NS COVID-19 Update 28 April 2020

Daily briefing

Dr. Robert Strang, NS COVID-19, 28 April 2020

Dr. Robert Strang, NS COVID-19, 28 April 2020

Premier Stephen McNeil opened today’s briefing by sending his condolences to the families of the three Northwood residents who died of COVID-19 over the last 24 hours and those who died over the weekend. He also marked the National Day of Mourning for all workers who’ve died on the job before turning the briefing over to Dr. Robert Strang who announced the three new deaths at Northwood long-term-care facility (LTCF) in Halifax and 15 new cases of the virus. This brings total cases in the province to date to 915.

Of those new cases, Strang said four were connected to Northwood, the only LTCF with a large, ongoing COVID-19 outbreak. To date, 199 residents and around 78 staff there have tested positive. Nine other facilities have at least one case but “no active, ongoing transmission” of the disease.

Strang said for an outbreak to be considered over, a facility must go 28 days without another case and that it will “take some time” to get the outbreak at Northwood under control.. That said, he said staff hope to move as many as 50 patients to an off-site recovery facility by the end of the week, freeing up significant space within Northwood.

The microbiology lab at the QEII Health Sciences Centre in Halifax, which does all COVID-19 testing for the province, processed only 483 tests on Monday, well below its 1000/day capacity (although it should be acknowledged, well above its 150-200/day pre-pandemic capacity).

Strang said a number of factors may have contributed to the drop in testing, including the weekend and the end of flu season, which means fewer people are exhibiting symptoms that “might be” COVID-19.

Strang allowed himself a cautious bit of good news today, noting that 57% of overall cases have recovered.



Total new cases: 15

Total cases: 915

Total hospitalized: 12

Total in ICU: 3

Total recovered: 522

Total deaths: 27

Total long-term-care facilities (LTCF) affected: 10

LTCF residents: 218

LTCF staff: 95

Total positive and negative tests to date: 27,817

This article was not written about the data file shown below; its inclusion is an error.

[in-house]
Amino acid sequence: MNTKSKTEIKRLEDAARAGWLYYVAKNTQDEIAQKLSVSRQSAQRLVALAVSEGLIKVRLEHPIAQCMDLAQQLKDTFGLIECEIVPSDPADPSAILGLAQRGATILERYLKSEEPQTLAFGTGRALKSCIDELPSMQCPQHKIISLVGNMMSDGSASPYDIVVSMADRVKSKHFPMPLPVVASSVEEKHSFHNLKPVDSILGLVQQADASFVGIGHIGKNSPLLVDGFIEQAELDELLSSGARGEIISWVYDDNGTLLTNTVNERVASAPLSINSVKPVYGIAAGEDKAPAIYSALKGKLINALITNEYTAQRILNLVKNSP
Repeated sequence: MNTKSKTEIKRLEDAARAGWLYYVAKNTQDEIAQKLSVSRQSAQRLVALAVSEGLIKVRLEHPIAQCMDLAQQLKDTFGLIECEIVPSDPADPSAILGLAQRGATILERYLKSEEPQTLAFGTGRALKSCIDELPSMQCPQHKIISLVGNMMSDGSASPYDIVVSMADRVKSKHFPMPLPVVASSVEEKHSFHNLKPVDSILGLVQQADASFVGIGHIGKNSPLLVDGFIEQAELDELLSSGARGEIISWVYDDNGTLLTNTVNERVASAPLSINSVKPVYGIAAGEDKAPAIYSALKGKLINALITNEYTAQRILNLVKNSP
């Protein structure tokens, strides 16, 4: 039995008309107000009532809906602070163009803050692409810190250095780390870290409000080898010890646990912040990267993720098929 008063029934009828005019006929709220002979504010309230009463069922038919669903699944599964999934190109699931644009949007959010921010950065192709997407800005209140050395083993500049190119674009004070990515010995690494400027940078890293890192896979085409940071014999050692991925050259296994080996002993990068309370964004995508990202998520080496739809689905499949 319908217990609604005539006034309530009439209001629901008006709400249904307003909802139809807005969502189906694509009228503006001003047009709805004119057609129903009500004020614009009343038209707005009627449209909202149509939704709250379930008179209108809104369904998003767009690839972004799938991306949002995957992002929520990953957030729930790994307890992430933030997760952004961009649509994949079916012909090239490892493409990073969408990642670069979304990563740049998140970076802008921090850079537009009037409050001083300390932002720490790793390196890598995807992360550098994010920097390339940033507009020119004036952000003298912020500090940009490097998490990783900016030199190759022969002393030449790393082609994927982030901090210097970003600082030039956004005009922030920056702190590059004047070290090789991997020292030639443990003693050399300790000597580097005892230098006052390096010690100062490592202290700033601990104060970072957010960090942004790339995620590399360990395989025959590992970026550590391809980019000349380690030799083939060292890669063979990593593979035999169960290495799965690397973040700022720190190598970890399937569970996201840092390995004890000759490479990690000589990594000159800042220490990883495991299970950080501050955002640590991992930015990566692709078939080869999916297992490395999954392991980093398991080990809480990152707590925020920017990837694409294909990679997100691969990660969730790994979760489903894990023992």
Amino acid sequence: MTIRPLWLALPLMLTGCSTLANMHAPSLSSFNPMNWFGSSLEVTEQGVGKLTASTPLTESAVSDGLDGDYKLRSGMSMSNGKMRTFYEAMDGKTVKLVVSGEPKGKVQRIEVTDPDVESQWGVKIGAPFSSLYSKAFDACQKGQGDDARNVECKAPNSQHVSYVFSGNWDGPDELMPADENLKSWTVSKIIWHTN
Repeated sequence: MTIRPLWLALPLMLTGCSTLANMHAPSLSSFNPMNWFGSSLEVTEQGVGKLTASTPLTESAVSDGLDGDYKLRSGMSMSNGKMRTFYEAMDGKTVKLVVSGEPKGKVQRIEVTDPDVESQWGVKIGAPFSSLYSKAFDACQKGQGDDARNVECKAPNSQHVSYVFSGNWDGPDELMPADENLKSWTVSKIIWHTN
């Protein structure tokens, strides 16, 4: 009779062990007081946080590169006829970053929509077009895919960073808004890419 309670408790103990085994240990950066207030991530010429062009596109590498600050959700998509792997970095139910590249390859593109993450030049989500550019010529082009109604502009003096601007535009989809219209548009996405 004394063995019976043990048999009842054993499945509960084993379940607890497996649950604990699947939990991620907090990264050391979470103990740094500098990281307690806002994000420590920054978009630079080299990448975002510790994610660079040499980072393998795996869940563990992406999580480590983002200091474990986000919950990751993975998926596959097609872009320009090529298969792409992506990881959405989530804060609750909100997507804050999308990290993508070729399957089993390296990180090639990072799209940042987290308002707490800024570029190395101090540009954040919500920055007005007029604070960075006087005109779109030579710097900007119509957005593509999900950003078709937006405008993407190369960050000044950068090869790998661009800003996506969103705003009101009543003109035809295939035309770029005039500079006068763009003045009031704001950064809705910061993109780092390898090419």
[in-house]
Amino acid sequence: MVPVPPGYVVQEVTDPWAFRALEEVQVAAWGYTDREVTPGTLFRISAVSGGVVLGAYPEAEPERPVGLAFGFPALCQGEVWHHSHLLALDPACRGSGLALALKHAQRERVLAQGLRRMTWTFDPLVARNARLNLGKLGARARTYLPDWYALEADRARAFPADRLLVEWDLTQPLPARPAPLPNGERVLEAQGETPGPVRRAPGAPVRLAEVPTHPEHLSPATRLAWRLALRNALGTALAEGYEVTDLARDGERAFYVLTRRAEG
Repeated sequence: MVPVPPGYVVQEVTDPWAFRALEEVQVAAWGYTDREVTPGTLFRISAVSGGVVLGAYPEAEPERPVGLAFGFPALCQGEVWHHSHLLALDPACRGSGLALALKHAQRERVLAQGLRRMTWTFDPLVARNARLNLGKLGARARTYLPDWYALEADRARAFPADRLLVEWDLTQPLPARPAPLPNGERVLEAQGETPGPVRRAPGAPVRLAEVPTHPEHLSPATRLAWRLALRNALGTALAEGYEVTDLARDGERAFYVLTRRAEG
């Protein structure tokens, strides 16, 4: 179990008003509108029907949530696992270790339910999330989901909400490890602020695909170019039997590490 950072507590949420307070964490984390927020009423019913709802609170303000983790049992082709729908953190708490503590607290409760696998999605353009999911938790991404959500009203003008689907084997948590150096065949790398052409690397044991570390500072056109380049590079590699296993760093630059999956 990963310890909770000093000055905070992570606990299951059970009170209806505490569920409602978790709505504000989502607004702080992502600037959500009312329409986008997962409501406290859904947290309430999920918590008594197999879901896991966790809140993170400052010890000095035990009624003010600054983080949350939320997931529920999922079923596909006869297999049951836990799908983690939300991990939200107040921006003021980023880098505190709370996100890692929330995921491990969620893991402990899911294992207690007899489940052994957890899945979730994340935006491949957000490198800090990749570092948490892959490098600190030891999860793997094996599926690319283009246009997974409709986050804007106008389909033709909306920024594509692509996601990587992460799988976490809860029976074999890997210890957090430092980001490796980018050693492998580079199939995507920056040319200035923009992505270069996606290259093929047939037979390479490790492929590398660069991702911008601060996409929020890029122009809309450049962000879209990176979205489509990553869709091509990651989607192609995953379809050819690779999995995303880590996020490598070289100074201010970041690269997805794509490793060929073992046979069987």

Age range of patients: under 10 to over 90


Slow and cautious

Premier McNeil said schools and licensed daycares in this province will remain closed until the May long weekend at which point the government will “reassess.” He said a second workbook will be delivered to households to guide learning and he ended today’s briefing by telling Nova Scotian kids that he was sure they could hang in for another three weeks of home schooling.

Strang had previously tried to head off questions about when the province would reopen after noting that people were no doubt watching other provinces (Quebec announced today that elementary schools and daycares outside of the Montreal areas will reopen on May 11) and wondering when we would follow suit. But he said, as he has repeatedly during these briefings, that while we follow the national framework for reopening, our restrictions will be removed “safely and slowly” based on Nova Scotian epidemiology and other local data.

Strang said we “still have a considerable amount of disease” in the province and it would not be “appropriate” to lift restrictions at this time. Once again, he stated that his team was working on a plan and getting input from various groups, businesses and organizations.

But, he warned, even as restrictions are lifted, measures like social distancing, handwashing and limits on gathering size will remain in place for “months ahead of us.” Businesses can only open safely if people stick to these rules, he said, adding that our “normal” is “actually going to look quite different for a significant amount of time.”

(He gave some of the rationale for this, explaining, for instance, that as long as gatherings remain small, if there is exposure, it will affect a limited number of people and be easier to bring under control.)

Asked if, given concerns about people’s mental health in the wake of the April 18-19 shootings, he might consider reopening parks and beaches to allow people to spend more time out of doors, Strang said they were “actively” looking at “opening up perhaps people’s options to be outdoors more.”


Municipal loans

Several reporters asked the premier about today’s announcement the province would make $380 million available to municipalities in the form of loans with a three-year payback period. The loans are intended to make up for shortfalls resulting from deferred property taxes.

In particular, McNeil was asked why loans and not grants? To which he replied the taxes would eventually be paid, at which point, the municipalities could repay the loans. He said the province was borrowing the money at a rate better than the municipalities would receive were they to approach a commercial lending institution. (I guess the municipalities should be grateful they weren’t instructed to take out bank loans to cover deferred property taxes.)

He said municipalities will determine their own rent-deferral programs but the province was advising people, “If you can afford to pay, pay.”